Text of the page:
These days, it is important to be detail-oriented. I could not emphasize this more when it comes to searching for a new job. A mistake in your resume or even an email could possibly make it or break it. This is especially true if the new job you are seeking requires regular email usage (which jobs don’t nowadays?) and written communication skills.

First of all, make sure your resume is full of details. This single document could be the portal to an amazing job opportunity and you should take it seriously. Under each job you have listed, make sure to write out a summary of your work and contribution to the company. Instead of writing out what you were doing on a day-to-day basis, be specific and think of how you were an asset to the company. Include things like:

  • Leadership responsibilities: did you manage people? How many? What did the team accomplish as whole with you at the forefront
  • Specific projects
  • How you influenced the bottom line: did you increase revenue? Decrease costs? Did you help figure out new logistics that improved the company
  • If you did these things, show facts, figures, percentages, anything to make a valid claim
  • Specific tools you are familiar with: Word included! List out what you have experience with even if it’s something you wouldn’t think isn’t all that different. I worked with an ATS (applicant tracking system) at my last position that I used so regularly I forgot it was something different to add to my resume. These types of systems and tools you have experience with may give you an advantage.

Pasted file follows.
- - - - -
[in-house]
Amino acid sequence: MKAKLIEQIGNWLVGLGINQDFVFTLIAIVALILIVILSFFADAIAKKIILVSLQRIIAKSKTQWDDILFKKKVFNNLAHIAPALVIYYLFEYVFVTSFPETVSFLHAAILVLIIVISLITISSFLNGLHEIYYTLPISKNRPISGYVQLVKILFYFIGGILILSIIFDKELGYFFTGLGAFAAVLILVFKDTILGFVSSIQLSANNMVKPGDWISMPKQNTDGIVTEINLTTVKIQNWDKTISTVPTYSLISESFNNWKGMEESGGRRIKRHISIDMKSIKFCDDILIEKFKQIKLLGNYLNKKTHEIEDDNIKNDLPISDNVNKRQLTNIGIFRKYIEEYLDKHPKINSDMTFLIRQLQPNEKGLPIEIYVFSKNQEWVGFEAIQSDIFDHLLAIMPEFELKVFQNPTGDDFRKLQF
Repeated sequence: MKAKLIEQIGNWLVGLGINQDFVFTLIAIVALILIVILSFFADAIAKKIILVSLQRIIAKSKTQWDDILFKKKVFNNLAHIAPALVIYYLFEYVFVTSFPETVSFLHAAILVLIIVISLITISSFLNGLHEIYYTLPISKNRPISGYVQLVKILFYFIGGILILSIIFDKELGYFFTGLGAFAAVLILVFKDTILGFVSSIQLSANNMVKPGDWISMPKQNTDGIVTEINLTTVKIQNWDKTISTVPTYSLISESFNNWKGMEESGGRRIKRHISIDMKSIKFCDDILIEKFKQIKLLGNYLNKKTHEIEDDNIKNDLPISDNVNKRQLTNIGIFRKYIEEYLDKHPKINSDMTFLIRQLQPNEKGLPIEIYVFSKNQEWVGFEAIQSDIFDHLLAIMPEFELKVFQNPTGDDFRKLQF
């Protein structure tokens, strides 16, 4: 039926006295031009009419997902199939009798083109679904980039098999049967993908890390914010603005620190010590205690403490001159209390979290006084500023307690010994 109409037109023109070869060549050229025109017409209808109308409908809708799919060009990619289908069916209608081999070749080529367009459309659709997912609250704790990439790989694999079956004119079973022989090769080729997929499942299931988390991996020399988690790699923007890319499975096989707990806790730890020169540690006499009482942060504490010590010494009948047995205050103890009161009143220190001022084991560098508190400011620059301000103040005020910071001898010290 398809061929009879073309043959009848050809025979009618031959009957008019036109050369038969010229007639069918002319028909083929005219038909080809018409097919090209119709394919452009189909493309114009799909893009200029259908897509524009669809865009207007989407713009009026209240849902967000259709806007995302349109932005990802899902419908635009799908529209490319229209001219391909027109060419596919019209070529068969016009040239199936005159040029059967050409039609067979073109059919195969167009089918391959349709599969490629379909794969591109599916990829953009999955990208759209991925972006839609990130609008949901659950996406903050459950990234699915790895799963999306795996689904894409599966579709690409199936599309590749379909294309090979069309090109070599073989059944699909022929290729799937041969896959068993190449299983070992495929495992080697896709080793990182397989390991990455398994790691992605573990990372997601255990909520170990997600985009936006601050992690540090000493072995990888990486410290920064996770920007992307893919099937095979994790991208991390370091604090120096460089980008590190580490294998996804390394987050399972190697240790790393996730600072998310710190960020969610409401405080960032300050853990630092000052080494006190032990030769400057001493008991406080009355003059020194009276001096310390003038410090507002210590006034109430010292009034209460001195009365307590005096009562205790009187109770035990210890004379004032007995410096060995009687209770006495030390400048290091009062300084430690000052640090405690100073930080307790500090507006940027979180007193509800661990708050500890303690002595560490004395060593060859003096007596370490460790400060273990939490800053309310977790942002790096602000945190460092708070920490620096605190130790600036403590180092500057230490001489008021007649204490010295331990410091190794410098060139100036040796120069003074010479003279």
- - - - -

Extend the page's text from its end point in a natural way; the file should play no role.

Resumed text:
Make sure your resume is clean, easy to read and concise. It’s important to add details and specifics but there is no need to write a novel.

As I have mentioned in a previous blog post, make sure your cover letter is addressed correctly and attached to your application (if you choose to submit one).

Although this may seem like a given, make sure there are zero typos in your resume or cover letter. Since you are reading it over so many times, you may be missing something and it could be a good idea to hand it over to a friend to review – or read it out loud to yourself.

The same goes with emails when you are beginning to speak with someone from a company. Keep your emails concise, energetic and without error. I understand that no one is perfect, and sometimes a typo can happen – but I do encourage everyone to read over their emails at once to double-check.

If you are going in for interviews I would suggest making sure you know exactly who you will be speaking with and their role. Take the time to do some research so you know who you will be dealing with. The worst impression to make is after an interview, asking your interviewer what their name is.

Lastly, after any interview, phone or otherwise, it’s a nice touch to send a thank you email. Remember what you spoke about during the interview and address this in the letter, include why you still believe why you are the best fit for the job.

By paying attention to the details from your application and throughout the interview process you will certainly make a greater impression and put yourself a step ahead of the competition.